Why have so few interdisciplinary training programs in the \ufb01eld been developed and why do so few individuals from other disciplines become involved in SCRA? Why are ex- emplary interdisciplinary collaborative community research projects still so relatively rare (if co authorship of journal articles is any indication)? Why have we not made a more serious and systematic effort to reach out to and work with allied disciplines? Why have many funding agencies made it dif\ufb01cult to obtain funding for expansive interdisciplinary work? These and other questions are touched upon through- out this special issue, along with examples of successful interdisciplinary efforts and the various factors that facilitate vibrant and effective interdisciplinary work.
These were just some of the questions and considerations that led to a concerted interdisciplinary agenda as part of Kenneth Maton\u2019s 1998\u20131999 SCRA Presidency (Maton,2000), lead- ing to the establishment of the SCRA Interdisciplinary Task Force in 2001. The current members of the Task Force are the co-editors of this special issue. The Task Force was charged with the mission of reviewing various mechanisms through which the interdisciplinarity of community psychology could be enhanced. Responding to this charge, the Task Force gen- erated a list of various means to enhance the interdisciplinary focus of the \ufb01eld, encompassing research, training, action, and exchanges with like minded groups from other disci- plines, and submitted it to the Executive Committee. One of the recommendations of the Task Force, establishment of a new standing SCRA committee focused on enhancing inter- disciplinary linkages, was approved by the SCRA Executive Committee in 2003.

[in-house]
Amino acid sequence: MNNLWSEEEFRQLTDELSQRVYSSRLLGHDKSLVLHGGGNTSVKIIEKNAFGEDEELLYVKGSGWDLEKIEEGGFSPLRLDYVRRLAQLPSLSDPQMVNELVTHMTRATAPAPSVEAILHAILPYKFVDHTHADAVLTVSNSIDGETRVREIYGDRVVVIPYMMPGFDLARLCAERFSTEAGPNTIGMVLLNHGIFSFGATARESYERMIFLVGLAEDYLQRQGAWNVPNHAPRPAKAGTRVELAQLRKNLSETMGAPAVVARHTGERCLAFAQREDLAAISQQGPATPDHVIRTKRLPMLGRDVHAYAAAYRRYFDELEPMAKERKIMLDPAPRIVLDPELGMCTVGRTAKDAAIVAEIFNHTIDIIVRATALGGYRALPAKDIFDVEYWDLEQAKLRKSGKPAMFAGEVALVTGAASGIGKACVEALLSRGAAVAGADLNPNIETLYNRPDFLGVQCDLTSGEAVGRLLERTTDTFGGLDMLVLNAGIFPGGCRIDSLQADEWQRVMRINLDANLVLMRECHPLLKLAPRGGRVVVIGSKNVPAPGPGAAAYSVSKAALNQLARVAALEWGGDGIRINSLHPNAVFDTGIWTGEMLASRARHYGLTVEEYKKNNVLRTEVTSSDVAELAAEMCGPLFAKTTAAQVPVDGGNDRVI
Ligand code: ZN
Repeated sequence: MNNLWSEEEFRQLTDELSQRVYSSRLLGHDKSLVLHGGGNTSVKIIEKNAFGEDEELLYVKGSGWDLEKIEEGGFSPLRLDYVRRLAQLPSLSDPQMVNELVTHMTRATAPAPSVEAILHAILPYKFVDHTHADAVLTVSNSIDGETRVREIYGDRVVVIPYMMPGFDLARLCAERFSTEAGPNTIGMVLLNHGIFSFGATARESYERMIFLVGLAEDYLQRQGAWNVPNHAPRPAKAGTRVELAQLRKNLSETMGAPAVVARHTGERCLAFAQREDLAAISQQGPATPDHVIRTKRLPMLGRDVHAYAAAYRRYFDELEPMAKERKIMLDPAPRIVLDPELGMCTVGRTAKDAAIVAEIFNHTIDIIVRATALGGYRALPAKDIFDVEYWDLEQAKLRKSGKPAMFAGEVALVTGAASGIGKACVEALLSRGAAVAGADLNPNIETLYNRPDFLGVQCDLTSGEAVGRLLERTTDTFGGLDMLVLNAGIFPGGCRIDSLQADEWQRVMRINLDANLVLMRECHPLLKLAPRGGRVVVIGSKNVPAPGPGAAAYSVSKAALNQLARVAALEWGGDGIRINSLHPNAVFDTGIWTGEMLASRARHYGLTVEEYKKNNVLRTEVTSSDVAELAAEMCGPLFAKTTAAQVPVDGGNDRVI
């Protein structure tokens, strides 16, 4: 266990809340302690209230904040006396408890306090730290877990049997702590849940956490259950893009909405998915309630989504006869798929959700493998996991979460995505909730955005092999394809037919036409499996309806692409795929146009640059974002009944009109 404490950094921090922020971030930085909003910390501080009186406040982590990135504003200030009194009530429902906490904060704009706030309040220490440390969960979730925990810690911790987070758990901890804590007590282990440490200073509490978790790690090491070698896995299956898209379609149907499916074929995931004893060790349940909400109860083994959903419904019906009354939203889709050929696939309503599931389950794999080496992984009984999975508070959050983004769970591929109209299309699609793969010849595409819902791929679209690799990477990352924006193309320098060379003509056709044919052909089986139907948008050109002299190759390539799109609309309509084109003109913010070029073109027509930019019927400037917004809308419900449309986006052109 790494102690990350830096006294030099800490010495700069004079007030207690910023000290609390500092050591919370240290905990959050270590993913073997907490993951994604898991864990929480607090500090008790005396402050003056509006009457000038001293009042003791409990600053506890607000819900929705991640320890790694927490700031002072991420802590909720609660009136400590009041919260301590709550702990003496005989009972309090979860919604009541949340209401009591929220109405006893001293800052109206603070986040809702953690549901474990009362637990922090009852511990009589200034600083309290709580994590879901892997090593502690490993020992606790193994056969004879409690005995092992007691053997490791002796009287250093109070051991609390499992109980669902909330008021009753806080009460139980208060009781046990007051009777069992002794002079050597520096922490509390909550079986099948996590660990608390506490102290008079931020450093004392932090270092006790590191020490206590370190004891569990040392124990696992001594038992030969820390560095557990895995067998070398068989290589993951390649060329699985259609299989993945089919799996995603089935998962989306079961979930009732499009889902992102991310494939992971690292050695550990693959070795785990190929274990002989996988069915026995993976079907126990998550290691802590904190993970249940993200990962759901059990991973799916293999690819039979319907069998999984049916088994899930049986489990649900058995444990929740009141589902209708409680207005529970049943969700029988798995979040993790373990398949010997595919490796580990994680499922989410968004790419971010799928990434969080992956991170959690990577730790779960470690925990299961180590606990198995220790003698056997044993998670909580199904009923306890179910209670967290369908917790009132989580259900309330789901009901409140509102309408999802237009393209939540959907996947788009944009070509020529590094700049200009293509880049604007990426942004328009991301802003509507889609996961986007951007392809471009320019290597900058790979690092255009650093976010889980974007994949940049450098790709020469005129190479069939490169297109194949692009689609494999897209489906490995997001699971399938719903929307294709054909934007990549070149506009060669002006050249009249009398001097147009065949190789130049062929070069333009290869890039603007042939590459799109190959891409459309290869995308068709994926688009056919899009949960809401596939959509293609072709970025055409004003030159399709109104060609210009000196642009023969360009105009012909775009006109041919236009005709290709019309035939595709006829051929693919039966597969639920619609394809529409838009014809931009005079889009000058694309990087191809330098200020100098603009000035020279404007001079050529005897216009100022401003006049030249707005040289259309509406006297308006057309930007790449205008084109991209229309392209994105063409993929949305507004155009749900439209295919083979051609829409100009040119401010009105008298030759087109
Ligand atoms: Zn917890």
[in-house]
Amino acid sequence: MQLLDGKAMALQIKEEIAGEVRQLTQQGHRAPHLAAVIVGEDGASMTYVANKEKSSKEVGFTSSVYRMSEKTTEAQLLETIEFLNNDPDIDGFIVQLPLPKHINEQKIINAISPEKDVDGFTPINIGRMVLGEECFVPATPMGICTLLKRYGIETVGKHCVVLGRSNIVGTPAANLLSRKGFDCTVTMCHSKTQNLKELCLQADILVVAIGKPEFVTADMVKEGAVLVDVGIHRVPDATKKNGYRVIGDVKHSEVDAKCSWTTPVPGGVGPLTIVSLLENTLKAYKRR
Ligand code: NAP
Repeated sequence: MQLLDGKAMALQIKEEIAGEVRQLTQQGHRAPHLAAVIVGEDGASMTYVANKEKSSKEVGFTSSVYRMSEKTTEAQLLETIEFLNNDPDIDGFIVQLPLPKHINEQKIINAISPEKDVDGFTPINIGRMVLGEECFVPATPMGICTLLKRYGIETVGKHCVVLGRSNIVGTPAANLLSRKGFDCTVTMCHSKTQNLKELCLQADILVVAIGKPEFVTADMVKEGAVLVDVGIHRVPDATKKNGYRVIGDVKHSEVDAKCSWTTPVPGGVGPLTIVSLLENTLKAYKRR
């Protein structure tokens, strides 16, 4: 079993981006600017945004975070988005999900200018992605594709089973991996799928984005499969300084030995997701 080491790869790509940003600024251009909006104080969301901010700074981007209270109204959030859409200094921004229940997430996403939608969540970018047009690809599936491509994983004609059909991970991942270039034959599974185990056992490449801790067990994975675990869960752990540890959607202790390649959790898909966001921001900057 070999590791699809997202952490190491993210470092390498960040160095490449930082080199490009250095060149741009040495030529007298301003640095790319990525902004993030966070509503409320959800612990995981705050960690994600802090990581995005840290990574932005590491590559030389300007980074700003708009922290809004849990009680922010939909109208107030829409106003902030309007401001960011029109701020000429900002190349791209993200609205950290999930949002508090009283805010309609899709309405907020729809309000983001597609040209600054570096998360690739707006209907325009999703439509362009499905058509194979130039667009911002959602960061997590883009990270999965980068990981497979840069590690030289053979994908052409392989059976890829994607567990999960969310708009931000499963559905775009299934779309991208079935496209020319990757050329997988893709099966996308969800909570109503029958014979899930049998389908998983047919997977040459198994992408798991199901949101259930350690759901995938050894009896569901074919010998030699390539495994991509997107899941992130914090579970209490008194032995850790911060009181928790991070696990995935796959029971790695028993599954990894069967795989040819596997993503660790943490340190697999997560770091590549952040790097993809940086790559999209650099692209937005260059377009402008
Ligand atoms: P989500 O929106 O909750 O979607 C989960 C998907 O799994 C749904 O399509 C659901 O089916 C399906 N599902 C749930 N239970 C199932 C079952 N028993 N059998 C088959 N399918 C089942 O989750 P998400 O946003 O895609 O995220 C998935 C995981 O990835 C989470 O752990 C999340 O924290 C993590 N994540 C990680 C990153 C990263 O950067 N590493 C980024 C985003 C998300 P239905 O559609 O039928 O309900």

Early on, the Task Force decided that one important contri- bution it could make to enhance interdisciplinary collabora- tion in community-based research would be the sponsorship of a small, interactive conference. The conference would